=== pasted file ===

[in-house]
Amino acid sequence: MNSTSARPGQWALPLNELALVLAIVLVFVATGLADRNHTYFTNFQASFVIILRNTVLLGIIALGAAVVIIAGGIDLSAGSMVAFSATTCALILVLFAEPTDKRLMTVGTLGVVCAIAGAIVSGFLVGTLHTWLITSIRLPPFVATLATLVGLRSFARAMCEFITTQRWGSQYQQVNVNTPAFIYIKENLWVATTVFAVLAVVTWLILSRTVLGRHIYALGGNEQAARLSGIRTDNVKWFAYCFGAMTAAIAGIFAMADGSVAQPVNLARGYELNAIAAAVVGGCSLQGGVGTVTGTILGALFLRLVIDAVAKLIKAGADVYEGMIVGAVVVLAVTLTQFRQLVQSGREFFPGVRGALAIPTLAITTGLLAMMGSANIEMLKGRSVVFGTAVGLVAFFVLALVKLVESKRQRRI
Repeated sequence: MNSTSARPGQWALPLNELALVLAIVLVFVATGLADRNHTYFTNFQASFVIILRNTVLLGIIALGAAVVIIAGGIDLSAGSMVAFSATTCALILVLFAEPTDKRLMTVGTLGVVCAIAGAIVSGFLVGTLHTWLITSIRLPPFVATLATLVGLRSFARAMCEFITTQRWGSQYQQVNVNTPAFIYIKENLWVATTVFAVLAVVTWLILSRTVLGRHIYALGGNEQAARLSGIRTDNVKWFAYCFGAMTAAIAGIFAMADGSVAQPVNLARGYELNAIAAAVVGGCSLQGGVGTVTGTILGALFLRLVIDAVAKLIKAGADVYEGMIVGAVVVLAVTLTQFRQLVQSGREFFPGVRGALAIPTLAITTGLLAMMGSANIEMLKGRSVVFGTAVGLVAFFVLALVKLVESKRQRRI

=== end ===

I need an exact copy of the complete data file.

[in-house]
Amino acid sequence: MNSTSARPGQWALPLNELALVLAIVLVFVATGLADRNHTYFTNFQASFVIILRNTVLLGIIALGAAVVIIAGGIDLSAGSMVAFSATTCALILVLFAEPTDKRLMTVGTLGVVCAIAGAIVSGFLVGTLHTWLITSIRLPPFVATLATLVGLRSFARAMCEFITTQRWGSQYQQVNVNTPAFIYIKENLWVATTVFAVLAVVTWLILSRTVLGRHIYALGGNEQAARLSGIRTDNVKWFAYCFGAMTAAIAGIFAMADGSVAQPVNLARGYELNAIAAAVVGGCSLQGGVGTVTGTILGALFLRLVIDAVAKLIKAGADVYEGMIVGAVVVLAVTLTQFRQLVQSGREFFPGVRGALAIPTLAITTGLLAMMGSANIEMLKGRSVVFGTAVGLVAFFVLALVKLVESKRQRRI
Repeated sequence: MNSTSARPGQWALPLNELALVLAIVLVFVATGLADRNHTYFTNFQASFVIILRNTVLLGIIALGAAVVIIAGGIDLSAGSMVAFSATTCALILVLFAEPTDKRLMTVGTLGVVCAIAGAIVSGFLVGTLHTWLITSIRLPPFVATLATLVGLRSFARAMCEFITTQRWGSQYQQVNVNTPAFIYIKENLWVATTVFAVLAVVTWLILSRTVLGRHIYALGGNEQAARLSGIRTDNVKWFAYCFGAMTAAIAGIFAMADGSVAQPVNLARGYELNAIAAAVVGGCSLQGGVGTVTGTILGALFLRLVIDAVAKLIKAGADVYEGMIVGAVVVLAVTLTQFRQLVQSGREFFPGVRGALAIPTLAITTGLLAMMGSANIEMLKGRSVVFGTAVGLVAFFVLALVKLVESKRQRRI